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Olympics in Paris: will the expected tourism benefits really be met?

The decision for the double-billing for the Olympics & Paralympics in 2024 and 2028 means that Paris is very likely to host the Olympic flame in the next edition of the event. This should rally the tourism industry: but are the benefits of hosting the event really the ones we imagine?

The Olympics & the Paralympics are a worldwide athletic competition bound to attract visitors from around the globe, as well as thousands of athletes and journalists. Thus, they are generally depicted as drivers for demand that would benefit tourism professionals, and hospitality actors in particular. The benefits are thus generally connected to international arrivals... Is this really the case?

The most comparable experience in this regard is London, which welcomed the 2012 Summer Olympics; like Paris, the British capital is a touristic hub located in a Western country whose economy is mature (as opposed to the BRICS countries which hosted the last summer and winter Olympics).

However, the Office for National Statistics (ONS) has observed that in the 3rd quarter of 2012, the British capital city welcomed 3 million domestic visitors vs. 2.7 million in 2011, but only 4 million international travelers vs. 4.4 the previous year. Occupancy rates actually decreased during the event. Tom Jenkins, General Director of the European Tourism Association (ETOA) stated in August 2012: "For now, the number of visitors is considerably lower than a year ago."

This is mostly due to the 'halo effect' featuring tourist visits recorded in cities which host major events: during such event, the usual visitor base (leisure or business) is replaced by those who come specifically for the event. Usual visitors would rather avoid overcrowded areas, traffic jams and the high prices at properties - thus, they would come prior to the event or once it has already occurred. This is especially true for internationally-renowned destinations (such as London and Paris) where visitors arrive in numbers even when no event is planned.

Hence, hosting the Olympics does actually increase demand, but this is not materialized in terms of numbers of visitors during the event - but rather before and after, and above all in the long run.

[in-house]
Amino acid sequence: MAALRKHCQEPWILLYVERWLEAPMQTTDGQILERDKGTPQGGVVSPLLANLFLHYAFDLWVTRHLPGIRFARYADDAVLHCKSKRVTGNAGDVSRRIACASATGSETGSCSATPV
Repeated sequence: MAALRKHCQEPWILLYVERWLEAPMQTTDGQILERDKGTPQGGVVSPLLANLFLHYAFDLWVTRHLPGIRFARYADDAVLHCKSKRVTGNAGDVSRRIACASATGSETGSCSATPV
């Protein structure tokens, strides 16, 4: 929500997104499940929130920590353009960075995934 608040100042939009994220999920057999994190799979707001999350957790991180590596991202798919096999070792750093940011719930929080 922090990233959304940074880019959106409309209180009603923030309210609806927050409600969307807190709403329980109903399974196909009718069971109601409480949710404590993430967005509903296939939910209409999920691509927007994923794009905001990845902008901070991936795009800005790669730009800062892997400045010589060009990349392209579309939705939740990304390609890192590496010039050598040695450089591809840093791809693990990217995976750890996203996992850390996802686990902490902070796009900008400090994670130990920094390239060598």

During the event, benefits are however mostly financial ones. In London, visitors spent more than €10 billion, representing 7% growth that benefits the local economy as a whole. In hotels, rates are on the rise compared to usual standards:

But since the event creates additional demand, prices will go down after it, which will thus strongly support arrivals.

Why so? Because the event, once it is announced, will free real estate aimed at welcoming tourists, athletes and journalists who attend, take part in or cover the competition. New hospitality products are developed: competitive, adapted to the latest trends, they push the destination's number of visits up. Modernization begun for the events may also encourage further development of the hotel base in the following years.

Thus, while from 2008 to 2010 Paris and London reported a similar hospitality supplies (79,000 rooms within Paris itself vs. 86,500 in Greater London in 2010, with both cities on a slight downward trend from 2008, while there were 155,000 in Île-de-France region), the gap widens afterwards: London added almost 20,000 rooms to its portfolio between 2010 and 2012, whereas Paris and Île-de-France stagnated. This growth in London supported demand and encouraged supply growth in London, which to this day is close to 130,000 rooms in terms of hotels alone.

We can thus expect strong growth in touristic accommodations in Paris with the Olympics & Paralympics' effect. The application file already forecast the creation of 8,000 rooms in addition to the existing 134,000 available in Greater Paris (a smaller area than Ile de France). In addition to accommodations, transportation infrastructures and athletic facilities as well as other tourism structures will be developed to further ongoing post-Olympics growth.

So what should we expect from the International Olympic Committee's decision and its impact on Paris's economy? One thing is certain: one should not draw conclusions immediately in the wake of the competition, but rather in the long run. And while we ask ourselves about the potential for construction and development of the current infrastructures, it also seems important to prepare the "post-Olympics" stage and their conversion.

Georges Panayotis, President of Hospitality ON, stated: "This is great news for the tourism industry and the French economy: following years of scarcity, the positive momentum started with the Olympics will be a way to go higher, to be stronger. This will also be an opportunity to end a deleterious cycle where we were astonished by the increase in private rentals and stagnation of the commercial supply. With the advancement of the Olympics and real estate projects, Paris should be able to benefit from a new and modernized hotel supply, which will support future tourism growth."

Paris 2024: Passion + Purpose par paris2024

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